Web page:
Students may get a two-day break on the eighth week of the fall semester as soon as the 2020-21 academic year.
According to Undergraduate Student Government President Austin Dunn, the break is intended to ease the burden placed on students during the fall semester. The proposal, Dunn said, has cleared all relevant legislative bodies and is awaiting implementation.
“[The proposal] has now passed through USG Senate, Graduate Student Government Senate, Academic Senate and Faculty Senate,” Dunn said in an email to the Daily Trojan.
Following the approval by these bodies, the question now is not if the break will be implemented, but when, Dunn said. He added that President C. L. Max Nikias’ supports this effort to lessen the mental burden which USC’s academic calendar may contribute to.
“The next step is to have the break added to the USC calendar, which is governed by a committee that establishes the academic calendar three years in advance,” Dunn said.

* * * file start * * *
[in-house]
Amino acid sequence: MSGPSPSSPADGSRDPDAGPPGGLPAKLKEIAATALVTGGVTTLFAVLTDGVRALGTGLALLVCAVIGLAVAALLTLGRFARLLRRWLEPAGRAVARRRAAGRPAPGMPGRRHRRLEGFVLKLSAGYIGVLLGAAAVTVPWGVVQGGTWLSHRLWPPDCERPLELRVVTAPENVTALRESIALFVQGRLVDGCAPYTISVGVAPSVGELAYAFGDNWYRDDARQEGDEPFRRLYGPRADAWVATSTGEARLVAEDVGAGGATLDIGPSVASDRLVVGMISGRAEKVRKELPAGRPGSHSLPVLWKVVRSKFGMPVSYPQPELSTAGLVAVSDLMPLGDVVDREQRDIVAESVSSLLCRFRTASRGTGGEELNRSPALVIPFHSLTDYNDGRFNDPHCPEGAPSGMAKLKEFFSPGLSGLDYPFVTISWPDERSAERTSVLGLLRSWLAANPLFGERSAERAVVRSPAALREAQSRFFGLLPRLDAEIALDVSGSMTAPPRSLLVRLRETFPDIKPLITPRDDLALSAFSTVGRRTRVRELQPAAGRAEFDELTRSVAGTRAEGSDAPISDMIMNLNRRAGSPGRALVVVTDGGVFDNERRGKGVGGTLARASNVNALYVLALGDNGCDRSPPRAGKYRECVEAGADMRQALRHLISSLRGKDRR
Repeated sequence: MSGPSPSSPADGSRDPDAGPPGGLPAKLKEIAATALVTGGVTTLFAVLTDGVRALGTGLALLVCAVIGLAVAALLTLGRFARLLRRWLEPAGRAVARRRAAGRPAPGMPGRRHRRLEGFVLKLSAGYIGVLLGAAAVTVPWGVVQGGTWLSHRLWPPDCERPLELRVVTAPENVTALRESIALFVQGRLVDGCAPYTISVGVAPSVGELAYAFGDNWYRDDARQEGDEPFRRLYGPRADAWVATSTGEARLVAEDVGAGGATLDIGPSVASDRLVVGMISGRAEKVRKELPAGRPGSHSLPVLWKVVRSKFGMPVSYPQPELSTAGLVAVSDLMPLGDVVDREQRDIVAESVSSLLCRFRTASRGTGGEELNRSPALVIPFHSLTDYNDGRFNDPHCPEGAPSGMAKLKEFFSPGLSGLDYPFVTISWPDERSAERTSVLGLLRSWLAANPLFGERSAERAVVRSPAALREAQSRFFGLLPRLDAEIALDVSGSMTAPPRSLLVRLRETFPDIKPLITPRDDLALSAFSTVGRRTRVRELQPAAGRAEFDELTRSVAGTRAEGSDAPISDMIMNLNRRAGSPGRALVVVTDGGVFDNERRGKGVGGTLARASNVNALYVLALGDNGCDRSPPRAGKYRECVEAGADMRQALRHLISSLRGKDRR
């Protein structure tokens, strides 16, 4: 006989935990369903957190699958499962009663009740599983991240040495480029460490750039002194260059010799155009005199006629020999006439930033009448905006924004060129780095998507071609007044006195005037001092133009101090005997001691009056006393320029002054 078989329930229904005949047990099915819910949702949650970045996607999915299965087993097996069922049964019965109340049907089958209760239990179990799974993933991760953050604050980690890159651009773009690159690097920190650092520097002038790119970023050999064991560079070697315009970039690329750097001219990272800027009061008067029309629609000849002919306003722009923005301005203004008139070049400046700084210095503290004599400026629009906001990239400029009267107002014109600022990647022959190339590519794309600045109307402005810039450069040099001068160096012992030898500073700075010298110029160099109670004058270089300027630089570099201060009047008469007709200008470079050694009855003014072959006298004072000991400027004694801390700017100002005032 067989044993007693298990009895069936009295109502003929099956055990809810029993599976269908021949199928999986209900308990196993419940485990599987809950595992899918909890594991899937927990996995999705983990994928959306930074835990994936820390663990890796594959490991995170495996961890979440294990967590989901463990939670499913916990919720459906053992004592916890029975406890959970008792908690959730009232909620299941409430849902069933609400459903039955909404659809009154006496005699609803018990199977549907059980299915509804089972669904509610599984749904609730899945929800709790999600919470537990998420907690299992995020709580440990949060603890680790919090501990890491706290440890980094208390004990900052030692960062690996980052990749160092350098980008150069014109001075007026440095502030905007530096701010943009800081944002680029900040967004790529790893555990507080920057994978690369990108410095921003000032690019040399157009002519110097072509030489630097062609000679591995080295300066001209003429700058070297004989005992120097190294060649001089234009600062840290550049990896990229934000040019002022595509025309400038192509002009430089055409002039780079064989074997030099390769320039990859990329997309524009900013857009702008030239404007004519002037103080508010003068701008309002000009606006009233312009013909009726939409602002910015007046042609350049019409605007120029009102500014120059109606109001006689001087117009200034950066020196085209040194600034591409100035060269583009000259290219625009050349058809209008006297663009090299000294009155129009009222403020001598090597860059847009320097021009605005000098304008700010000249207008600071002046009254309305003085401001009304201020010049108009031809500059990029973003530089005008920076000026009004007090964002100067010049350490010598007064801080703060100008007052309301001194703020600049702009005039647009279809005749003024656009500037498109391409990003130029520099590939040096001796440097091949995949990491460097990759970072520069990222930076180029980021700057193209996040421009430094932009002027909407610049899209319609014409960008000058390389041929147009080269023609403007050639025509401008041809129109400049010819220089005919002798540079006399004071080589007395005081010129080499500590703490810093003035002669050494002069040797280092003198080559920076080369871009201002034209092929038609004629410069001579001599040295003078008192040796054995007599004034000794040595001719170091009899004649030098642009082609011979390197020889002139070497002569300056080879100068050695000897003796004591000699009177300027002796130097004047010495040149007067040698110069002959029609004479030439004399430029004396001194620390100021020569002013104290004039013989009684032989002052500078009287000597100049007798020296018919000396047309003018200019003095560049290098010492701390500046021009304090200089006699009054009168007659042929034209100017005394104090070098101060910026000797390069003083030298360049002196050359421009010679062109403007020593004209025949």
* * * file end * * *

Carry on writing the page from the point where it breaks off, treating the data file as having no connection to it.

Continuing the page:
Similar proposals have circulated for the past five years, but prior versions were not considered by the Academic Senate. But starting in the 2016-17 school year, the USG administration collaborated with the Engemann Student Health Center to compile data measuring stress levels of students throughout fall semester. The data demonstrated a substantial spike in demand for counseling from weeks 8 through 10, Dunn said.
As the Daily Trojan previously reported, the Faculty Senate previously hesitated to pass the proposal because it believed that students would take advantage of the break rather than focus on their mental health.
“The problem we face as USC students is that during the stretch from Labor Day to Thanksgiving break, USC students have 56 instructional days without any break,” Dunn said.
USC has the longest academic semester, with the most instructional days, of all top-25 schools in the United States. Other top-25 schools, such as UC Berkeley, Georgetown University and Rice University, each have at least three fewer days of instruction during their fall semesters.
“Without a consolidated midterm schedule and the absence of a break, students soon begin to feel overwhelmed,” Dunn said.